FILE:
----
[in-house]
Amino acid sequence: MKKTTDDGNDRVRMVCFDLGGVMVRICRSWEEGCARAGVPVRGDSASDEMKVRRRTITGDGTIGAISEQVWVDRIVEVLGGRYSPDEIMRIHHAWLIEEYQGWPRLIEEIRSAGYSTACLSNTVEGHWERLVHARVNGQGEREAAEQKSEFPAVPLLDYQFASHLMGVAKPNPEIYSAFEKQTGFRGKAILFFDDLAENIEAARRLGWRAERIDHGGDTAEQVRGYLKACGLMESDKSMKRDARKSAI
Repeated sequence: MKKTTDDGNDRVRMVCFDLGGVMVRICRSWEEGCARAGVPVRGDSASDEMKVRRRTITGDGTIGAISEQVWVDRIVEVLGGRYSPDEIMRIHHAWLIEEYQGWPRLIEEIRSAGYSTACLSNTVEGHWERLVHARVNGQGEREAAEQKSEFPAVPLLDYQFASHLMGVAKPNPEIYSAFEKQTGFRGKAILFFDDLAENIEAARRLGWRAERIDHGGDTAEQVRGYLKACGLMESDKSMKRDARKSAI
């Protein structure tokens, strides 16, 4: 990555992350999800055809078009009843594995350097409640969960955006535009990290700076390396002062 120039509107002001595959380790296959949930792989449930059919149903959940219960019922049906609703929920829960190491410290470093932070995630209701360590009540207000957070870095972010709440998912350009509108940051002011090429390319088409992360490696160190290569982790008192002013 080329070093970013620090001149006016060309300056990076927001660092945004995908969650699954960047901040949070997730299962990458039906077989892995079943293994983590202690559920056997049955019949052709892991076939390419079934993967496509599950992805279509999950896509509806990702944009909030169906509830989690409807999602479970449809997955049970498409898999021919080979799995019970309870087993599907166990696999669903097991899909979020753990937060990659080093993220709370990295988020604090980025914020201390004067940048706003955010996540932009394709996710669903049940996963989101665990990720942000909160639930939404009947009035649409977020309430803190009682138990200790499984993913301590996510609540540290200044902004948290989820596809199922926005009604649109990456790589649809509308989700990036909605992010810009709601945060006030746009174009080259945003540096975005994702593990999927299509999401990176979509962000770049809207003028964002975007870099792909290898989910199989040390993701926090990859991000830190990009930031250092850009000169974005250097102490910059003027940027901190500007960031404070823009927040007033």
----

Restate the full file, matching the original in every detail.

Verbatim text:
[in-house]
Amino acid sequence: MKKTTDDGNDRVRMVCFDLGGVMVRICRSWEEGCARAGVPVRGDSASDEMKVRRRTITGDGTIGAISEQVWVDRIVEVLGGRYSPDEIMRIHHAWLIEEYQGWPRLIEEIRSAGYSTACLSNTVEGHWERLVHARVNGQGEREAAEQKSEFPAVPLLDYQFASHLMGVAKPNPEIYSAFEKQTGFRGKAILFFDDLAENIEAARRLGWRAERIDHGGDTAEQVRGYLKACGLMESDKSMKRDARKSAI
Repeated sequence: MKKTTDDGNDRVRMVCFDLGGVMVRICRSWEEGCARAGVPVRGDSASDEMKVRRRTITGDGTIGAISEQVWVDRIVEVLGGRYSPDEIMRIHHAWLIEEYQGWPRLIEEIRSAGYSTACLSNTVEGHWERLVHARVNGQGEREAAEQKSEFPAVPLLDYQFASHLMGVAKPNPEIYSAFEKQTGFRGKAILFFDDLAENIEAARRLGWRAERIDHGGDTAEQVRGYLKACGLMESDKSMKRDARKSAI
């Protein structure tokens, strides 16, 4: 990555992350999800055809078009009843594995350097409640969960955006535009990290700076390396002062 120039509107002001595959380790296959949930792989449930059919149903959940219960019922049906609703929920829960190491410290470093932070995630209701360590009540207000957070870095972010709440998912350009509108940051002011090429390319088409992360490696160190290569982790008192002013 080329070093970013620090001149006016060309300056990076927001660092945004995908969650699954960047901040949070997730299962990458039906077989892995079943293994983590202690559920056997049955019949052709892991076939390419079934993967496509599950992805279509999950896509509806990702944009909030169906509830989690409807999602479970449809997955049970498409898999021919080979799995019970309870087993599907166990696999669903097991899909979020753990937060990659080093993220709370990295988020604090980025914020201390004067940048706003955010996540932009394709996710669903049940996963989101665990990720942000909160639930939404009947009035649409977020309430803190009682138990200790499984993913301590996510609540540290200044902004948290989820596809199922926005009604649109990456790589649809509308989700990036909605992010810009709601945060006030746009174009080259945003540096975005994702593990999927299509999401990176979509962000770049809207003028964002975007870099792909290898989910199989040390993701926090990859991000830190990009930031250092850009000169974005250097102490910059003027940027901190500007960031404070823009927040007033």